Financial Reporting requirements often demand that estimates of value are made for illiquid assets or instruments (e.g. private equity, property, some types of bonds, and other bespoke instruments). Valuations conducted in such contexts (whether done internally or by external experts), are often “smoothed”. This generally understates volatility (and risk), resulting in a potential over-allocation of assets to such asset classes. [Read more…] about The Effects of Appraised Valuations on Volatility and Capital Allocations to Illiquid Assets
Despite the fact that the world is uncertain, this is often overlooked in forecasting activities which most often rely on a single case or a small set of scenarios. This blog briefly highlights some of the key practical benefits (both quantitative and qualitative) of using uncertainty approaches to forecasting.
In Excel, one can multiple a matrix by itself (using the MMULT function), and hence raise a matrix to any power by repeated calculations. However, there is no function to calculate partial powers (e.g. square roots) of matrices. In this blog, we describe one useful way to do so.
Recently I had the pleasure to visit Hanoi, Vietnam, to run a course on the economic evaluation of projects, taking into account the risks and uncertainties inherent in the projects. The course was built around a fully integrated hands-on exercise in which a project was evaluated using a realistic financial model which took into account the key uncertainties across the full life cycle.
Core economic and financial theory states that it is the average (mean or Expected Value) of the cash flows that should be discounted at a rate which reflects the time value of money and the systemic risks within the cash flows. However, many practitioners use a “base case” forecast that may have been provided by a management team. Such forecasts are inherently biased (either due to structural reasons or due to other biases, such as optimism, pessimism or a mix of types across the assumptions). Therefore, the issue arises as to how to use these for business valuation purposes.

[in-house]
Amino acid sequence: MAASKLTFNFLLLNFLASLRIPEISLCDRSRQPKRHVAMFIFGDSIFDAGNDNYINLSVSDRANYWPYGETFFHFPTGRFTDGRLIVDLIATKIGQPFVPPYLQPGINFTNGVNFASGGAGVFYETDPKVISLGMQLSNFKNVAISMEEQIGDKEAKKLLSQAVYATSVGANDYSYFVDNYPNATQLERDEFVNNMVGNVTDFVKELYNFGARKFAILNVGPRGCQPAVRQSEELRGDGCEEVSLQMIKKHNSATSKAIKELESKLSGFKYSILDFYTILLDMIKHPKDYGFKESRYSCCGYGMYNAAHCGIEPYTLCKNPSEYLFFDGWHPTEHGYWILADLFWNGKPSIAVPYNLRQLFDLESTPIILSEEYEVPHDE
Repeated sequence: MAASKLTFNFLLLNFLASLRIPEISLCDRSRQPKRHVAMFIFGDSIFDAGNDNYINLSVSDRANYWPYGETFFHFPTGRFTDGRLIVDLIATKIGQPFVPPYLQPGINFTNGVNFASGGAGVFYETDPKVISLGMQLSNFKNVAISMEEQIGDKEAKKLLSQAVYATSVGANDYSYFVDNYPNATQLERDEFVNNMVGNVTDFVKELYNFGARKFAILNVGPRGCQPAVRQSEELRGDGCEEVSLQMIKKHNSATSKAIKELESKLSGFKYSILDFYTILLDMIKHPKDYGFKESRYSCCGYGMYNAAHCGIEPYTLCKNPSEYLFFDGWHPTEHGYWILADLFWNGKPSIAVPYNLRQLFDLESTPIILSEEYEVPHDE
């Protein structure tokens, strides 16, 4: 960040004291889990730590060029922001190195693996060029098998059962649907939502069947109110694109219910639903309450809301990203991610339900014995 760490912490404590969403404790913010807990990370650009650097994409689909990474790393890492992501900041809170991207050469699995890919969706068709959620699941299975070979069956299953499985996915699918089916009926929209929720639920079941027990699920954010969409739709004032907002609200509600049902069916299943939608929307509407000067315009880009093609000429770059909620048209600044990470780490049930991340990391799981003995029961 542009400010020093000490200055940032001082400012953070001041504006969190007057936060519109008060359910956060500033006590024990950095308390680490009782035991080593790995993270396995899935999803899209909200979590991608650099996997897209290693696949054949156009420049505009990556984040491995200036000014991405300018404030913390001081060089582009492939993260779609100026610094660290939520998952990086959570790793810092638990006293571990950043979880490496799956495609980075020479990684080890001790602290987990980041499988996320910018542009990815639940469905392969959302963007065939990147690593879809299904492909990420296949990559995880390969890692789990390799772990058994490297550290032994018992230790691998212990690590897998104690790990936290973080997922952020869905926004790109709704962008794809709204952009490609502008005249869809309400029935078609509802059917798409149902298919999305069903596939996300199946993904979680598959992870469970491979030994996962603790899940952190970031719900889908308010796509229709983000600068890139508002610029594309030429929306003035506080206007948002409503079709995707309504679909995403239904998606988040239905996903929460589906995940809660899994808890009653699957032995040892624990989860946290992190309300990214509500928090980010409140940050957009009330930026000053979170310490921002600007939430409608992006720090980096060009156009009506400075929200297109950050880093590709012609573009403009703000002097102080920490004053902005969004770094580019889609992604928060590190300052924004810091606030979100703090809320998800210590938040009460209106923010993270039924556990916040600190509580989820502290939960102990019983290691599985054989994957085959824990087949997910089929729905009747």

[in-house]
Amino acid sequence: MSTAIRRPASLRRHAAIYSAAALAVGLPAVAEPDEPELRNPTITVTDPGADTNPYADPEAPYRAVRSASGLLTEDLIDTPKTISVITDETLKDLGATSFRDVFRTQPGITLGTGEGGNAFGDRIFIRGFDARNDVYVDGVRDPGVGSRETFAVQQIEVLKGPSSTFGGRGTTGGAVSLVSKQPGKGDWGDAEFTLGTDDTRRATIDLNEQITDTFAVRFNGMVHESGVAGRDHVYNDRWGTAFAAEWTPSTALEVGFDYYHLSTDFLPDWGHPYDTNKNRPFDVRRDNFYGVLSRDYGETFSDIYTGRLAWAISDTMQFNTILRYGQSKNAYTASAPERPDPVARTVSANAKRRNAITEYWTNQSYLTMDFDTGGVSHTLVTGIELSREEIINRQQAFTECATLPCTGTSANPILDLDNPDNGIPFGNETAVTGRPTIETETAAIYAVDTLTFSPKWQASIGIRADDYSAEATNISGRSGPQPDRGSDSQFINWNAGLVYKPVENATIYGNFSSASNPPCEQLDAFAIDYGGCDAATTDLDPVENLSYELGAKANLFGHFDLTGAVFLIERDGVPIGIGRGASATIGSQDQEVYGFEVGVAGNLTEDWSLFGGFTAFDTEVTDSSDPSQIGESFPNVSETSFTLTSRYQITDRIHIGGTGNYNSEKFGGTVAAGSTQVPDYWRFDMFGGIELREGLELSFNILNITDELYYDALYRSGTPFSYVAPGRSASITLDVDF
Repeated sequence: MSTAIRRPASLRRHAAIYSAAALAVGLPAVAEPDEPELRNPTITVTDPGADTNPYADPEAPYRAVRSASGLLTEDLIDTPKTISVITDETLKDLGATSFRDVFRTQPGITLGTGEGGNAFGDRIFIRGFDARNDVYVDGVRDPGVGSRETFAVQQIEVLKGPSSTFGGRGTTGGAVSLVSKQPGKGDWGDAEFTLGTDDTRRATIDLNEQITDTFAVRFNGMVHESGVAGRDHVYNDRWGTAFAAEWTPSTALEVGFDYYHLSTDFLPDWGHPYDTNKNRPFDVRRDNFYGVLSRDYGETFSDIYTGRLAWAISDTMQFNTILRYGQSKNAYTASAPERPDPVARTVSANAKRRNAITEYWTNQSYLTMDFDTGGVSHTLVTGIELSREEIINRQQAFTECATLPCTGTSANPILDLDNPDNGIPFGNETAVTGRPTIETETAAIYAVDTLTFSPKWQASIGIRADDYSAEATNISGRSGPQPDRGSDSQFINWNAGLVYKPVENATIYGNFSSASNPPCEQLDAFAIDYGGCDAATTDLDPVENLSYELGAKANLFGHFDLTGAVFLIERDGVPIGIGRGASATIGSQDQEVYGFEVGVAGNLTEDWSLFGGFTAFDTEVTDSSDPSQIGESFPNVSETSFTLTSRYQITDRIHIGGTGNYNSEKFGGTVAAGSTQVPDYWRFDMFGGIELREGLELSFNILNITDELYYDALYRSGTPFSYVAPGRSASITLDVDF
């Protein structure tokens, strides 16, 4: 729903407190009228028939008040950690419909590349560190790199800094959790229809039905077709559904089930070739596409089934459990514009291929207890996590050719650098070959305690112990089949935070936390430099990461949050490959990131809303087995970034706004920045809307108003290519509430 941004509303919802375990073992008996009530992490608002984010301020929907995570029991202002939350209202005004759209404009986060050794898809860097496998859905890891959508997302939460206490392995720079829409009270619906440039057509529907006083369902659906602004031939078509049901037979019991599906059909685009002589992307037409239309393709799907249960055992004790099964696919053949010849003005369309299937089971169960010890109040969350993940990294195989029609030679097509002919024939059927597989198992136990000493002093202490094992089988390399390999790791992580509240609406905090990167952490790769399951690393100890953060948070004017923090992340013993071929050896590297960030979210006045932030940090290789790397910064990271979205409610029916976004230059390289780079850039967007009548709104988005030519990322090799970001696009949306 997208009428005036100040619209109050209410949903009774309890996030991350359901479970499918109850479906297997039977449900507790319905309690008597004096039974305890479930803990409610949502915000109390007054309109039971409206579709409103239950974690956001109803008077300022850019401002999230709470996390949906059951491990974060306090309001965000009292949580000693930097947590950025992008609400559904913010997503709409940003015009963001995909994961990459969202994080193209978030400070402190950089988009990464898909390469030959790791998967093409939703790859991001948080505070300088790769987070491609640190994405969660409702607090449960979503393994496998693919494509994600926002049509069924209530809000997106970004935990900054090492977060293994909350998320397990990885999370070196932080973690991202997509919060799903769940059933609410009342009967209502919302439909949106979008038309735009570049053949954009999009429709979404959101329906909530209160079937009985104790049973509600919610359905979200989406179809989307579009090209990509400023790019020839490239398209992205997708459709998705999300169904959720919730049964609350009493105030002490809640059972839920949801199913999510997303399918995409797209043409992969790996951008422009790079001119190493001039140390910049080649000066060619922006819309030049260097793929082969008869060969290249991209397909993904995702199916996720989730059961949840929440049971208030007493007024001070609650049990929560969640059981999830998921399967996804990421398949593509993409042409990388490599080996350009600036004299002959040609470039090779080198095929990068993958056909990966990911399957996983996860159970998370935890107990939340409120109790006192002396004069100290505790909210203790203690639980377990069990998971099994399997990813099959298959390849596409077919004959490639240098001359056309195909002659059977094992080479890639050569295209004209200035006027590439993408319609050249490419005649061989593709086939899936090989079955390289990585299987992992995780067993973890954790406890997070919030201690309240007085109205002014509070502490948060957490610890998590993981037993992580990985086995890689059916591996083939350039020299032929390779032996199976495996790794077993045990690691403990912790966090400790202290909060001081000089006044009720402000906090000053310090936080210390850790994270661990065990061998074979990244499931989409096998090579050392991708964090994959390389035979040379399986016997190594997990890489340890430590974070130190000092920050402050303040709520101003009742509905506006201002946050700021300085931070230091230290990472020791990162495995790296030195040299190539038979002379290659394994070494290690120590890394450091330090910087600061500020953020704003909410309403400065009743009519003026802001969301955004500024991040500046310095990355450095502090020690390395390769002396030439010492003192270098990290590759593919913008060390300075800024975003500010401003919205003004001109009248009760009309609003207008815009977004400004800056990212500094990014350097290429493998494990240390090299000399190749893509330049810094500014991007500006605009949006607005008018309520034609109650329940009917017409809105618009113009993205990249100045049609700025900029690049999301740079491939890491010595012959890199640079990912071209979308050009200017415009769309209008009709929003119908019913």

The blog presents a few ideas on how to overcome (or at least reduce) some of the main organisational challenges to introducing risk modelling, as discussed in the previous blog.
The introduction of quantitative risk analysis (particularly full uncertainty models) poses a large range of organisational challenges. This post discusses a number of these, whilst a later post will discuss some of the ways to help to overcome these.
Valuation is generally regarded as a mixture of a science and an art: Whilst, generally speaking, fairly well established financial theory can be used as the basis of most valuations required in practice, there is still a variety of methods and models that can be applied, leading to the potential for several valuation outcomes, especially as estimates are often required for the values for key inputs. In this post, I cover a range of mistakes that are most frequently made in valuation analysis and modelling. [Read more…] about Common Mistakes in Valuation Modelling
There is widespread evidence that risks are very often ignored by people, organisations and businesses taking important decisions. This is despite the availability of tools (such as Excel add-ins) to simplify the modelling of risk. Many of the challenges and tools are covered in my book Business Risk and Simulation Modelling. In this post, I mention some of the areas. [Read more…] about Why Do We Ignore Risks?